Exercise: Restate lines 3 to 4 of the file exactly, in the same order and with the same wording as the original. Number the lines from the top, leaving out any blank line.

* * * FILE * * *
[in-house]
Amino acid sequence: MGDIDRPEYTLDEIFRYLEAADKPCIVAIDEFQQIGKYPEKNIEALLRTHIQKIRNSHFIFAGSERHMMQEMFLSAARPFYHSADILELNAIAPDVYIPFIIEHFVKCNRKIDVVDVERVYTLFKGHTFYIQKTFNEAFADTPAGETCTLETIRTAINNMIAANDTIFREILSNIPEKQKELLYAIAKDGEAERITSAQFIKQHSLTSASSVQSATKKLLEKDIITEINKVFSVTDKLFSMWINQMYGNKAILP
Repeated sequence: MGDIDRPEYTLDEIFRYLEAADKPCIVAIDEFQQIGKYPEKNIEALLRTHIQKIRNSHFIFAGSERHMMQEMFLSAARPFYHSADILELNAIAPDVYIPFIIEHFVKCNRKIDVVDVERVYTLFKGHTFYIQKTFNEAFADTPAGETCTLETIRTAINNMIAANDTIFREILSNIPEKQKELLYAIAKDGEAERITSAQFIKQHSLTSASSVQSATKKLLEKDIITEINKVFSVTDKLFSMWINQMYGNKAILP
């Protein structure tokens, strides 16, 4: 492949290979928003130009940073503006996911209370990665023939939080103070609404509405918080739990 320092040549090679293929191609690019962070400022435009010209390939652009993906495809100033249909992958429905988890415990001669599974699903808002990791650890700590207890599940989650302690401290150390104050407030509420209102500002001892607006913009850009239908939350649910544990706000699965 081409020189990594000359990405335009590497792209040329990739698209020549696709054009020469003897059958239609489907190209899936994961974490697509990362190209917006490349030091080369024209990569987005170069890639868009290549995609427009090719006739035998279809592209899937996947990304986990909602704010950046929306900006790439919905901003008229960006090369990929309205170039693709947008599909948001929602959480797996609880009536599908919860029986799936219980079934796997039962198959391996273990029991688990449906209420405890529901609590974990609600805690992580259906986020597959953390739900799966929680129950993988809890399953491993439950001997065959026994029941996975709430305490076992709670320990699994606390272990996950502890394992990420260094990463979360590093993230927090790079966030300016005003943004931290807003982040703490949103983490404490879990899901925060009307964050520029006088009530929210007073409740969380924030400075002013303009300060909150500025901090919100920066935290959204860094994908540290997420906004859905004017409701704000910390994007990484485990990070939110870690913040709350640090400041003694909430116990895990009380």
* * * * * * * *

Repeated sequence: MGDIDRPEYTLDEIFRYLEAADKPCIVAIDEFQQIGKYPEKNIEALLRTHIQKIRNSHFIFAGSERHMMQEMFLSAARPFYHSADILELNAIAPDVYIPFIIEHFVKCNRKIDVVDVERVYTLFKGHTFYIQKTFNEAFADTPAGETCTLETIRTAINNMIAANDTIFREILSNIPEKQKELLYAIAKDGEAERITSAQFIKQHSLTSASSVQSATKKLLEKDIITEINKVFSVTDKLFSMWINQMYGNKAILP
């Protein structure tokens, strides 16, 4: 492949290979928003130009940073503006996911209370990665023939939080103070609404509405918080739990 320092040549090679293929191609690019962070400022435009010209390939652009993906495809100033249909992958429905988890415990001669599974699903808002990791650890700590207890599940989650302690401290150390104050407030509420209102500002001892607006913009850009239908939350649910544990706000699965 081409020189990594000359990405335009590497792209040329990739698209020549696709054009020469003897059958239609489907190209899936994961974490697509990362190209917006490349030091080369024209990569987005170069890639868009290549995609427009090719006739035998279809592209899937996947990304986990909602704010950046929306900006790439919905901003008229960006090369990929309205170039693709947008599909948001929602959480797996609880009536599908919860029986799936219980079934796997039962198959391996273990029991688990449906209420405890529901609590974990609600805690992580259906986020597959953390739900799966929680129950993988809890399953491993439950001997065959026994029941996975709430305490076992709670320990699994606390272990996950502890394992990420260094990463979360590093993230927090790079966030300016005003943004931290807003982040703490949103983490404490879990899901925060009307964050520029006088009530929210007073409740969380924030400075002013303009300060909150500025901090919100920066935290959204860094994908540290997420906004859905004017409701704000910390994007990484485990990070939110870690913040709350640090400041003694909430116990895990009380």